Any small business entrepreneur will tell you that finding capital to start or grow a business is essential to success. While financial capital comes in many forms, small business loans are the most frequently used method of financing.
However, where can a small business owner find loans with a suitable interest rate? Or how can you obtain financing if you have less-than-average credit? What if you need a short-term loan?
Small business owners have a strong ally in the U.S. government. The government knows that small businesses are the backbone of the American economy. To help the small business owner, it formed the Small Business Administration (SBA) in 1953 to provide aid in many forms. One of those helpful forms is guaranteed small business SBA loans. Guaranteed loans for small business make it easier for entrepreneurs to get approved for a loan with local banks.
Here are just a few programs sponsored by the SBA:
Basic SBA 7(a) Loan Program
This is the SBA's primary program for small business SBA loans. It is the most flexible and most commonly used small business loan program.
A small business owner must apply for this type of loan with a lending institution that accepts this program. However, the SBA guarantee makes it easier for small business owners to qualify and get approval for startup or expansion loans.
A SBA 7(a) program can help small businesses in a number of ways such as:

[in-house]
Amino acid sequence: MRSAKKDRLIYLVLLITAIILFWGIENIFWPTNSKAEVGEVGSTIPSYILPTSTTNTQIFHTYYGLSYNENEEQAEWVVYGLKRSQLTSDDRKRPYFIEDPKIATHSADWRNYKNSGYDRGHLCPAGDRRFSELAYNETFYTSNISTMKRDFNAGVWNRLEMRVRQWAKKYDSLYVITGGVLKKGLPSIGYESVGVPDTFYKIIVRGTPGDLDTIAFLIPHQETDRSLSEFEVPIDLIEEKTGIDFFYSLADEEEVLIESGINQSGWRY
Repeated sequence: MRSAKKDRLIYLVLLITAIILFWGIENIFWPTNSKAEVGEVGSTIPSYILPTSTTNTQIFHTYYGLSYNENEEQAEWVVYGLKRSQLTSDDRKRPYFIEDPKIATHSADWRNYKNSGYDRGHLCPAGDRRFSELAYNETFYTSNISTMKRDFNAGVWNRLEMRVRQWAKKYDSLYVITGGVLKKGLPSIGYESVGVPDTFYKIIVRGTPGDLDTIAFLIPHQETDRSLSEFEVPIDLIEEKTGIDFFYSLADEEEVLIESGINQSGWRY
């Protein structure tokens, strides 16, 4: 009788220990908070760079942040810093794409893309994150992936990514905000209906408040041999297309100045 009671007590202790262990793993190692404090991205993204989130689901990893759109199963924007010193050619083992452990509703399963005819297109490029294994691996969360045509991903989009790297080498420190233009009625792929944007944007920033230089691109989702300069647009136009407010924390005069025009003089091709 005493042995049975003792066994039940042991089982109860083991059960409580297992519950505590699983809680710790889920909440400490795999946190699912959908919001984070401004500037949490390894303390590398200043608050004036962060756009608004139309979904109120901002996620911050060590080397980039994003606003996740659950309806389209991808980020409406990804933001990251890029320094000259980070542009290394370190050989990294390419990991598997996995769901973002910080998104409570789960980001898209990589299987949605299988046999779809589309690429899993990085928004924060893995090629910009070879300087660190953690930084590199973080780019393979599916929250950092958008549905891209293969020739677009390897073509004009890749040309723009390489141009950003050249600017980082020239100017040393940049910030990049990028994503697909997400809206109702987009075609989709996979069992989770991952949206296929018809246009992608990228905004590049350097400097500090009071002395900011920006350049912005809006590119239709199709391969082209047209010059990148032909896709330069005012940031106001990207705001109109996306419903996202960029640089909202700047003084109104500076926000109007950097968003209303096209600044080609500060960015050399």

CDC/504 Loan Program
The Certified Development Companies (CDC) 504 program guarantees long-term loans for small businesses for the purchase of fixed assets or modernization for expansion and job creation. These loans are not distributed by banks, but rather private non-profit corporations set up specifically to aid the economic development of their local communities. Check for a local CDC in your area by contacting your SBA district office.
The SBA also has designed a microloan program that provides short-term small business loans up to $35,000. Small business owners can use funds for the purchase of inventory, supplies, furniture, fixtures, machinery, and equipment necessary to help a business expand or get off the ground.
Like the CDC 504 loan, these loans are approved and funded by private, specially designated intermediary lenders rather than banks.
Floods, tornados, hurricanes: disaster strikes portions of the country on any given day. To help small businesses get back on their feet after a disaster, the SBA designed the Disaster Assistance Loan Program. These low-interest loans help small businesses and non-profit organizations to rebuild or replace real estate, personal property, machinery, and equipment that was damaged or lost due to a declared disaster.
When it comes to small business loans, one needs to look no further than the SBA to find a host of programs for many business needs. Check with your bank or your local SBA District Office to find out how your business can benefit from a small business SBA loan.